Scientists have found that a rare and enigmatic class of neutron
stars, of which only five are known, are actually magnetars —
exotic stars with magnetic fields trillions of times stronger
than the Sun’s or Earth’s, so powerful that they could strip a
credit card clean 100,000 miles (about 160,000 kilometers) away.

These neutron stars, called Anomalous X-ray Pulsars (AXP), had
defied physical explanation since the first such object was
discovered in 1982. The newly exposed AXP-magnetar relationship
is featured in the September 12 issue of Nature, based on data
obtained with NASA’s Rossi X-ray Timing Explorer spacecraft.

The finding, by a team led by Prof. Victoria Kaspi of the
McGill University Department of Physics in Montreal, Canada,
essentially doubles the number of known magnetars.

“People have suspected for years that these bizarre AXPs might
be magnetars,” said Kaspi, “but at last we have definitive
proof. We finally caught one bursting, just like a magnetar.”

Joining Kaspi on this observation is Fotis Gavriil, lead author
on the Nature article and a graduate student in the Physics
Department of McGill University, and Peter Woods of the
National Space Science and Technology Center in Huntsville,

A neutron star is an ultra-dense sphere approximately 10 miles
(16 kilometers) wide, the core remains of a collapsed star once
roughly ten time more massive than the Sun. Neutron stars that
emit steady pulses of X-ray radiation with each rotation are
called X-ray pulsars.

AXPs have been labeled “anomalous” because scientists have
been unable to determine their energy source. Other types of
neutron stars shine by virtue of either gravitational or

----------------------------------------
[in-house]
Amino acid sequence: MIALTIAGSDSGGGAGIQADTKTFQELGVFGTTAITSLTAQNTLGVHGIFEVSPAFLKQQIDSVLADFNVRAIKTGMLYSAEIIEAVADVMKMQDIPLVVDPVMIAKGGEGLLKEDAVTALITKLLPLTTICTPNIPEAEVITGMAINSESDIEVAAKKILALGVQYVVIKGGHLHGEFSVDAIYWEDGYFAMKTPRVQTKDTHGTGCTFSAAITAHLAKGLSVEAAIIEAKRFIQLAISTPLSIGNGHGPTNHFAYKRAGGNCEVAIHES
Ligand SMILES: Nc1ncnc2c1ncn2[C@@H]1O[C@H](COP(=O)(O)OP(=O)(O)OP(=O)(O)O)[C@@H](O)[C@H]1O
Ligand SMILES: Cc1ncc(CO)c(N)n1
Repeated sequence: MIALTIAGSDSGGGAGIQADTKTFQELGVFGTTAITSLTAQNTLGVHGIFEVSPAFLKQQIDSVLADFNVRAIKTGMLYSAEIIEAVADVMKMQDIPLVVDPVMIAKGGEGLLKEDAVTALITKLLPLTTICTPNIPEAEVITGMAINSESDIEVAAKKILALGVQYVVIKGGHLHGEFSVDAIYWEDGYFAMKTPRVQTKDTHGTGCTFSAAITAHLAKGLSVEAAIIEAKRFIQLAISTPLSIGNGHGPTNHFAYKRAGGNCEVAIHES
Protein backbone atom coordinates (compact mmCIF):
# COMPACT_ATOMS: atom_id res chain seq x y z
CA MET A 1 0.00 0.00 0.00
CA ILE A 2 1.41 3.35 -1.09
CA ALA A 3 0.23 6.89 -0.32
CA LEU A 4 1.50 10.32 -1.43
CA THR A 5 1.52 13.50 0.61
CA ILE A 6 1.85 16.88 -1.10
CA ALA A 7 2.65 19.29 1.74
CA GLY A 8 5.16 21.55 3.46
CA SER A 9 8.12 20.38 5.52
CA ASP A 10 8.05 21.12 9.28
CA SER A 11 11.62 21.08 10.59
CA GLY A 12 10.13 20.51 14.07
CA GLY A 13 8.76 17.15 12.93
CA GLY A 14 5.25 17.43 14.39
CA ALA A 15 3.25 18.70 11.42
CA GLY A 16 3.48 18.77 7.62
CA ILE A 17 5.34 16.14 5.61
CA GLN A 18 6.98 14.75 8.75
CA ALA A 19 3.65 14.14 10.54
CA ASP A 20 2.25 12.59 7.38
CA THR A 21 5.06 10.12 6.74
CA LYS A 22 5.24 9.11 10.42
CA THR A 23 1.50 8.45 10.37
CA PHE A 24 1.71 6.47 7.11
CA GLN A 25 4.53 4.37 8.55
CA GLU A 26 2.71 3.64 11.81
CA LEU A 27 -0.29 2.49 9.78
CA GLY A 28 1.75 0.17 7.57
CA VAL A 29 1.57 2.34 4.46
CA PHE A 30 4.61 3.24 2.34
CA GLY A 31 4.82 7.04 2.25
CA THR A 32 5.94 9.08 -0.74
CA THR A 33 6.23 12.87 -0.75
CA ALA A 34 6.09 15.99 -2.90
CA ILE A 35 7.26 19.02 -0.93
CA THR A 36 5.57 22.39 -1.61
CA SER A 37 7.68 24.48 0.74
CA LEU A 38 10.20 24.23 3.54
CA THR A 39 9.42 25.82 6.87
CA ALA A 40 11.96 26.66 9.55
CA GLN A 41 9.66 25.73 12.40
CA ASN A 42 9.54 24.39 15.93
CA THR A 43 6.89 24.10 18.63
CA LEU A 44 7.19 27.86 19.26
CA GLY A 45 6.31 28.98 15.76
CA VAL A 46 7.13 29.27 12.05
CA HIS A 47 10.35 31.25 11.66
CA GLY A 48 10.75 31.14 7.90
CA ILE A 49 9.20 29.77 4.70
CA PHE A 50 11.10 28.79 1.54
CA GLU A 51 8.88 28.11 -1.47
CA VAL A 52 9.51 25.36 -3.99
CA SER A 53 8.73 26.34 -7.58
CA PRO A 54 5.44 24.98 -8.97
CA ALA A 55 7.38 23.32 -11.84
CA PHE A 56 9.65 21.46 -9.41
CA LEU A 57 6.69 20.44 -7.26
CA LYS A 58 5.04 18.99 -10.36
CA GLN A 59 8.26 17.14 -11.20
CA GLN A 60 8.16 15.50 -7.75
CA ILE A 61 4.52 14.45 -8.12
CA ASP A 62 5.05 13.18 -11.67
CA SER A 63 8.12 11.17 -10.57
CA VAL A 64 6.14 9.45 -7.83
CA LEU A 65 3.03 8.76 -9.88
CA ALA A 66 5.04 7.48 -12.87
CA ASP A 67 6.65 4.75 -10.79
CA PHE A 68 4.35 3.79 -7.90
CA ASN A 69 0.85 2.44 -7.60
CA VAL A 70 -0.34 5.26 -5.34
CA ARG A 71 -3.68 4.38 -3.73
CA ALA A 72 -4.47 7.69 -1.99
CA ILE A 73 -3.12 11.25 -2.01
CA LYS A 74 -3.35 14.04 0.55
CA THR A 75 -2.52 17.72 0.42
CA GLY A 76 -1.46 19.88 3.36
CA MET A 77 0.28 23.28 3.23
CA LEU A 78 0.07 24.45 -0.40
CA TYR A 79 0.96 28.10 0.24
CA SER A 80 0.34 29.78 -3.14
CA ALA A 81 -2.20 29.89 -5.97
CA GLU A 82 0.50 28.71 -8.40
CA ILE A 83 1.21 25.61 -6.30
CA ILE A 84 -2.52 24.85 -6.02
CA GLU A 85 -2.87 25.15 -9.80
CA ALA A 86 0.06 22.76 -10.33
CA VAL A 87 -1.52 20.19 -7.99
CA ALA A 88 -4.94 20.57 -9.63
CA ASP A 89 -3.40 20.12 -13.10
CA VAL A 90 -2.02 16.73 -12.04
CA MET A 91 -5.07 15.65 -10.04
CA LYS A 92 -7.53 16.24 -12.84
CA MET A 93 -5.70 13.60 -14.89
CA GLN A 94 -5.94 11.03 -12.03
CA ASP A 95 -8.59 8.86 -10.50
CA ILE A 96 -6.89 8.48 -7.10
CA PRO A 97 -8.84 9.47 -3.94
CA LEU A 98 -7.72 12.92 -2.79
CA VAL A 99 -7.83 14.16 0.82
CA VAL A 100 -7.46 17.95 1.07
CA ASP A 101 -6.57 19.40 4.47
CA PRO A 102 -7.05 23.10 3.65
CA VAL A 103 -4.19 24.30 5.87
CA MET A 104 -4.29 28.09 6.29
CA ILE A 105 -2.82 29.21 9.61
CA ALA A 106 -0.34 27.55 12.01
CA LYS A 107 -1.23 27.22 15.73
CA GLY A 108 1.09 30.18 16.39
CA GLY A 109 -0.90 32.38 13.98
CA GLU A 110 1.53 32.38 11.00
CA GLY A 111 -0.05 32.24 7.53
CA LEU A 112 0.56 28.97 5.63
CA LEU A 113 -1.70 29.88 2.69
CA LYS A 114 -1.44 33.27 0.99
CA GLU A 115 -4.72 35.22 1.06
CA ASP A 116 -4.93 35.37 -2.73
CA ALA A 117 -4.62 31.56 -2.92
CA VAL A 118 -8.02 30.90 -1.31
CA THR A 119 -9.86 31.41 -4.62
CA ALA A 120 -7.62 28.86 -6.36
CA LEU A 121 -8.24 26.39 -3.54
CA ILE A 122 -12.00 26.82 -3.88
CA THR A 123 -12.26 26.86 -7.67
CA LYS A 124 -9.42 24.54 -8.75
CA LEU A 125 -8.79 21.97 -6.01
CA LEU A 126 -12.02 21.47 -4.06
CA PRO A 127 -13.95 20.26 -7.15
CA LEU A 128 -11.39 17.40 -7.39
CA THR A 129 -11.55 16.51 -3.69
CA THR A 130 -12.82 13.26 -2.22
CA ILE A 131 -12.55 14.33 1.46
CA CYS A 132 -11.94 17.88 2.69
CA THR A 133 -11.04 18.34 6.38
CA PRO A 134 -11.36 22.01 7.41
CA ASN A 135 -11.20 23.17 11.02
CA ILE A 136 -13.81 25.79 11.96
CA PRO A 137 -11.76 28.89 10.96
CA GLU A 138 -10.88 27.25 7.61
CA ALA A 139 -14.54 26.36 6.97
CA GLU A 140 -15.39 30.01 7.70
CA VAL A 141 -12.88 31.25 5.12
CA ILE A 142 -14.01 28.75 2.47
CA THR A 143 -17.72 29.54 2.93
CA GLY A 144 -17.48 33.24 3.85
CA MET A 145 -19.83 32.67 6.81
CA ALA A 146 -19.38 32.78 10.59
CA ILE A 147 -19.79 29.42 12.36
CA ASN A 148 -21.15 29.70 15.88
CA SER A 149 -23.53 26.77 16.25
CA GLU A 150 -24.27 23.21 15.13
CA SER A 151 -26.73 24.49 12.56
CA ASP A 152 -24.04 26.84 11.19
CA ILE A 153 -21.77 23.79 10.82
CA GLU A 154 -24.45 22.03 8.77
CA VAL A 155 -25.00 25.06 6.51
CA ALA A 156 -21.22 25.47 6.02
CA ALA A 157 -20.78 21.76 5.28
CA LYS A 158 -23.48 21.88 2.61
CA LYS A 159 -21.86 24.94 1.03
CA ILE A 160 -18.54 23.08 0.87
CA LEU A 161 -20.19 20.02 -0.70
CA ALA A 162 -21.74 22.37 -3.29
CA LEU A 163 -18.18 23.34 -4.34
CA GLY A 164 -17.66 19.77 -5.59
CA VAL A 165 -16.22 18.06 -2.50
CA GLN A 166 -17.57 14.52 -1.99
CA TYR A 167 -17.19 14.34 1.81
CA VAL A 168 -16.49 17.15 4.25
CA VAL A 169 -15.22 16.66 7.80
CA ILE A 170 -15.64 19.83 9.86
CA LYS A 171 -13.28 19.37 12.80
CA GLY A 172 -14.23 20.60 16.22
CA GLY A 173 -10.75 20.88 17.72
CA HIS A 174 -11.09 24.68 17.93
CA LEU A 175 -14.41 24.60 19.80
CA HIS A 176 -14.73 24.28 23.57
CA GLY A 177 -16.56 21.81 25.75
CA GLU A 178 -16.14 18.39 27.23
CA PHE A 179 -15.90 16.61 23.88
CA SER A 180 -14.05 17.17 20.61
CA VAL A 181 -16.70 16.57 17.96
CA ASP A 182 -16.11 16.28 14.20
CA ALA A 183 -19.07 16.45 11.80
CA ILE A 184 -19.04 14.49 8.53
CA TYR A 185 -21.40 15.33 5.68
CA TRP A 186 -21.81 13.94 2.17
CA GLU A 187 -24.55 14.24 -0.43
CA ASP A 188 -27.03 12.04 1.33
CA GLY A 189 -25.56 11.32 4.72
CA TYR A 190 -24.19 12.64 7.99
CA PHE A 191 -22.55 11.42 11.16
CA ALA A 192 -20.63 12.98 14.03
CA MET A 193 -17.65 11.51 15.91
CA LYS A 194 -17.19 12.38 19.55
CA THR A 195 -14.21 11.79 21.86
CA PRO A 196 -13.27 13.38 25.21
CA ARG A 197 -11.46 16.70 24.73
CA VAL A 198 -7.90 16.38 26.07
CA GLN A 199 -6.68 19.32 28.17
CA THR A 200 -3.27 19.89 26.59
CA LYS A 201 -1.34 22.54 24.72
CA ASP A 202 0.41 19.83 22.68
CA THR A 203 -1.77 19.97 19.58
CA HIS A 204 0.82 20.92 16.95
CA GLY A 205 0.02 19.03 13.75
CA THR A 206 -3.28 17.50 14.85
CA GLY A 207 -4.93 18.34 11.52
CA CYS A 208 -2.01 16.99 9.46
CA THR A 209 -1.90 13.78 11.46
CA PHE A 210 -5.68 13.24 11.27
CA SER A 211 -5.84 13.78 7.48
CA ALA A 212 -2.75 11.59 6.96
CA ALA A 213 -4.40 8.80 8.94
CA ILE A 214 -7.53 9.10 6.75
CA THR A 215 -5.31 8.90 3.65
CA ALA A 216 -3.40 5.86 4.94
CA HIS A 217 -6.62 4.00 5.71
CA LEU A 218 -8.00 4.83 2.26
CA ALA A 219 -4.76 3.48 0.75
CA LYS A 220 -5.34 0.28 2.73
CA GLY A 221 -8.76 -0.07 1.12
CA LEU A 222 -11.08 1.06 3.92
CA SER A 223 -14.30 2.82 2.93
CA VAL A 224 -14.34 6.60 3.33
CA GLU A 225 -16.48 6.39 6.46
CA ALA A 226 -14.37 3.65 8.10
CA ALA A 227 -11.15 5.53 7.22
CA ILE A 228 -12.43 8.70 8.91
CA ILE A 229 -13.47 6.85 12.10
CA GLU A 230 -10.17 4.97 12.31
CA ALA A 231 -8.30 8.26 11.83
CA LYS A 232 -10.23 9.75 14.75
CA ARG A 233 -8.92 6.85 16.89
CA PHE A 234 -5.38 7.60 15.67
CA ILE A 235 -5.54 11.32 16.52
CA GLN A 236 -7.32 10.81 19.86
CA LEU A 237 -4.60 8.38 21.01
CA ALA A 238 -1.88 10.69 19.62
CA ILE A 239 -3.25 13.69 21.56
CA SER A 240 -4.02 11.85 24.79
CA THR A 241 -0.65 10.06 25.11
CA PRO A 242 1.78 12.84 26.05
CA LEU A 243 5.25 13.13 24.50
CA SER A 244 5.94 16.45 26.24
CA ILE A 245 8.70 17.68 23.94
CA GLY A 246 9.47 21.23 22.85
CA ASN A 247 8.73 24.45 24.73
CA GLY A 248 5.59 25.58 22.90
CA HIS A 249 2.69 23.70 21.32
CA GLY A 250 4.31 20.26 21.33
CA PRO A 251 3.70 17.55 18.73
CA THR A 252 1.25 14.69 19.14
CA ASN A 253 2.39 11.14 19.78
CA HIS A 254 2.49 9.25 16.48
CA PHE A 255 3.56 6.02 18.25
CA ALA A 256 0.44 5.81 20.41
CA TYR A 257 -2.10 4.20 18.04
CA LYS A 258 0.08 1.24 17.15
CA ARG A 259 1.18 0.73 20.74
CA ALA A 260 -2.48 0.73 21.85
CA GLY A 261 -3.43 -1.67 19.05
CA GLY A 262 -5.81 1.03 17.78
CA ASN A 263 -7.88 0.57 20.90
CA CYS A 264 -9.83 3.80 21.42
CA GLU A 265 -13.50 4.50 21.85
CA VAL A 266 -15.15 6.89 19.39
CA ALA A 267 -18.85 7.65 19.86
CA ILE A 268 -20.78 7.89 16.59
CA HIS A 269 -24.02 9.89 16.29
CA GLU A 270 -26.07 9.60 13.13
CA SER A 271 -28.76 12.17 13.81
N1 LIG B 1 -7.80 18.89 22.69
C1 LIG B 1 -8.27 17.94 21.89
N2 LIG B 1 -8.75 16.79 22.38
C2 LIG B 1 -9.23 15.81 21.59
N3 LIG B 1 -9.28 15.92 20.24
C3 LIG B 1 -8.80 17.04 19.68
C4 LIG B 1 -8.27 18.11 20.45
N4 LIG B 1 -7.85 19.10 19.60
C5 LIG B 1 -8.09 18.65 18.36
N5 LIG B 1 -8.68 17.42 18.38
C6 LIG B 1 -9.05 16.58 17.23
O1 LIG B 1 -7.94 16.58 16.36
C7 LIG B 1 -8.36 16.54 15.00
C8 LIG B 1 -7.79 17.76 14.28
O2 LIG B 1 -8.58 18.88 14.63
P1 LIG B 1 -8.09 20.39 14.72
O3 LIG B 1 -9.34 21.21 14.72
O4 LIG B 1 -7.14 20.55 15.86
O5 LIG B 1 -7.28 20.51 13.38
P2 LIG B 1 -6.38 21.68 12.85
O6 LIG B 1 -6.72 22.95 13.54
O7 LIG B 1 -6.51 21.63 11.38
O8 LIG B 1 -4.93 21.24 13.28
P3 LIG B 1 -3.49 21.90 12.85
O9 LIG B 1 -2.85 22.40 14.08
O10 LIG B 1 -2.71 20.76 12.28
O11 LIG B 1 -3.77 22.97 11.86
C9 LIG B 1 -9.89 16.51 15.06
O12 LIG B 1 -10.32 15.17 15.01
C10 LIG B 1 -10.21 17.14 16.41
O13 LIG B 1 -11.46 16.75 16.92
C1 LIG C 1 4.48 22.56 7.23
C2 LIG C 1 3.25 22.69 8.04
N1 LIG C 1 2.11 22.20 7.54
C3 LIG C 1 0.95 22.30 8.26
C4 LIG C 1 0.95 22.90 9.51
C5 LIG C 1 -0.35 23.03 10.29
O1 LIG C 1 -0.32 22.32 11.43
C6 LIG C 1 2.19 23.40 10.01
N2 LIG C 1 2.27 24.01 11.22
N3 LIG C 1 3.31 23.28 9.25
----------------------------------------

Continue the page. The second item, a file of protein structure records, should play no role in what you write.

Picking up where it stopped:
rotational energy, options that are simply not available to
AXPs. Mysteriously, AXPs are also extremely dim or completely
undetectable in any other region of the electromagnetic
spectrum except X rays.

The AXPs’ source of X rays, this latest Rossi Explorer
observation demonstrates, is magnetic energy.

In 1979, scientists observed a huge outburst from a neutron
star, which, upon further analysis, marked the discovery of
a new class of neutron stars now known as Soft Gamma-ray
Repeaters (SGR). These stars enter into periods of outburst
when they flare with low-energy, or “soft,” gamma-ray light
(also called high-energy, or “hard,” X rays).

By the mid-1990s, scientists had evidence that SGRs had
magnetic fields a thousand times stronger that ordinary
neutron stars, measuring 10^14 to 10^15 Gauss. (That’s about
a hundred trillion refrigerator magnets at 10 Gauss each;
the Sun’s magnetic field is about 5 Gauss.) SGRs were then
labeled as magnetars, which were theorized objects not yet
observed by that point. Only five SGR-magnetars are known.

AXPs have not been known to burst, like SGRs … until now.
Kaspi’s team has observed the first burst from an AXP,
linking the two types of exotic sources. AXPs, in fact, may
be younger versions of SGRs.

The team spotted the bursting from a source named AXP
1E 1048-5937, in the constellation Carina. “It is the
combination of similarities in spin parameters, spectra, and
especially now the bursting that provide a compelling link
between AXPs, SGRs, and magnetars,” said Gavriil.

(In 1996, theorists Christopher Thompson and Robert Duncan
predicted that magnetar-like bursts might one day be seen
from an AXP, contrary to all other models of the day.)

Kaspi said the team also detected a spectral feature in one of
the AXP bursts at the energy level of 14 kilo-electron volts
(keV). If this spectral feature is from a fast-flying proton
buzzing around the neutron star’s surface, this would imply
that the AXP has a magnetic field of a million billion (10^15)
Gauss. However, celestial magnetic fields are difficult to
measure precisely, and this technique remains unproven.

The Rossi Explorer was launched in December 1995. NASA’s
Goddard Space Flight Center in Greenbelt, Md., manages the
day-to-day operation of the satellite and maintains its data
archive. Peter Woods joins the National Space Science and
Technology Center through the Universities Space Research

For an artist’s conception of a magnetar and more information,
link to: